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Scenario 2: The media professional

A "media professional" is a completely different beast altogether. Here you have someone doing professional image editing, video editing, simulation, AutoCAD or other "heavy" workloads. GPU virtualisation is going to make the biggest difference to them; however, their storage profile is so different from the knowledge worker that different products will suit them better.

These folks spend a lot of time reading great big files and doing lots of work with them. They do a lot more reading than writing and when they do render out their files, they almost never write those files to storage managed by the hypervisor. Those files are likely going out to some battered CIFS/SMB server halfway across the network and upgrading the speed of that server is likely to make the biggest difference to the write portion of their workload.

That said, the types of applications they use do have a tendency to both read from their own binaries as well as from temp files rather a lot. While having fast storage to render output to will make a big difference in terms of user satisfaction, making sure that you can handle a lot of read I/O will make these VMs seem a lot smoother.

VDI Media Professional Graph

Can you tell when everyone goes for lunch?

This means that while popping GPUs into your VDI servers and beefing up the server where things get rendered will make the biggest difference for this group, host-based read caches should be a consideration for providing a decent user experience. Similarly, hybrid arrays and certain server SAN configurations should do the trick, though they may be quite a bit more expensive.

Another note for this workload category is that profiling network bandwidth – not just storage bandwidth – is important. Lots of sysadmins put a nice, fat 10GbE storage NIC into their VDI systems, but then leave the "user" network at 1GbE. If your users are writing their rendered files out to a CIFS/SMB server then there's a good chance that traffic will head out over your "user" network, and you need to make certain it is adequately provisioned.

Scenario 3: The perpetual-write workloads

Another group of users that I frequently deal with are "perpetual write" folks. In general, they don't do a lot of graphically intensive work, but they sit there doing lots of fiddly writes to their local file system all day long.

One example is developers, who are constantly compiling something or other, hammering a local database copy or so forth. Analysts are another group; they're usually turning some giant pile of numbers into another giant pile of numbers and when you let them run around in groups what you see is entire servers full of users emitting write IOPS all day long.

A host-based write cache might help with this, assuming that you sized the cache high enough to absorb an entire day's worth of work into the cache and assuming it had enough time to drain to centralised storage during off hours. This is also assuming there are off hours to drain the cache.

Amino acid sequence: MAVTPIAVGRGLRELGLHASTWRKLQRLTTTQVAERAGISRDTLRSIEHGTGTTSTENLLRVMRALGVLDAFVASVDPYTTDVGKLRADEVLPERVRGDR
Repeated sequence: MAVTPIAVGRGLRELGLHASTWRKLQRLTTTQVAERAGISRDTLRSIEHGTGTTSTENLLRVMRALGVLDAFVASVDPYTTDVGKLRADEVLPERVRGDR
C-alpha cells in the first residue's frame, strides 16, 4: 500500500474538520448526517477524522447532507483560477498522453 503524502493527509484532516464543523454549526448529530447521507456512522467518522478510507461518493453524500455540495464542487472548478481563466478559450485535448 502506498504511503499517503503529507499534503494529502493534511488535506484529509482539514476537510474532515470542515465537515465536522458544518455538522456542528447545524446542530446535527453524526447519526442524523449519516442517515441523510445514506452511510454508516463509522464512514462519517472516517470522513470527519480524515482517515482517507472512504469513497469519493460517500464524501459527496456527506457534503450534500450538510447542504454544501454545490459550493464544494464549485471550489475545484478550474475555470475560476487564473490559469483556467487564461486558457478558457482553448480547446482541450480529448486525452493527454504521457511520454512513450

If there isn't much in the way of downtime then attempting to use a host-based write cache can get fantastically expensive very, very quickly. Yes, host-based write caches drain even while accepting new writes, but if your centralised storage is fast enough to absorb writes from hosts hammering it nonstop in real time, why are you using a write cache?

VDI Perpetual Write Graph

Different workload, different write profile

Similarly, server SANs and hybrids can have the same issues. If their design is ultimately a write cache on top of spinning rust, their usefulness is determined by whether or not they have time to drain writes to said rust. LSI's CacheCade would be an example.

Some hybrid arrays write everything to flash then "destage" cold data to the spinning rust. These would work just fine, so long as there is enough flash on the system. This is completely different from how host-based write caches work.

Host-based write caches must drain to central storage; that's part of the design. Both hybrids and server SANs have companies in play where data is never drained from the SSD to rust. This is known as "flash first". In "flash first" setups, all data is written to the SSD, so it behaves like an all-flash array as far as most workloads are concerned. Only "cold" data is ever destaged to rust; "hot" data never gets moved or copied to rust at all.

Host-based read caches are going to be (at best) a marginal help. By caching reads they will take some pressure off the centralised storage (leaving more IOPS for writes), however, if the cumulative workload is predominantly write-based, you aren't going to see much improvement.

If you only have a few of these write-intensive workloads, then any of the write caches discussed above will make the problem simply go away. If instead these write intensive workloads make up the majority of your deployment, and your deployment is running over a thousand instances, you should be seriously considering all-flash storage because you will likely need much more flash than can be housed on a local server.

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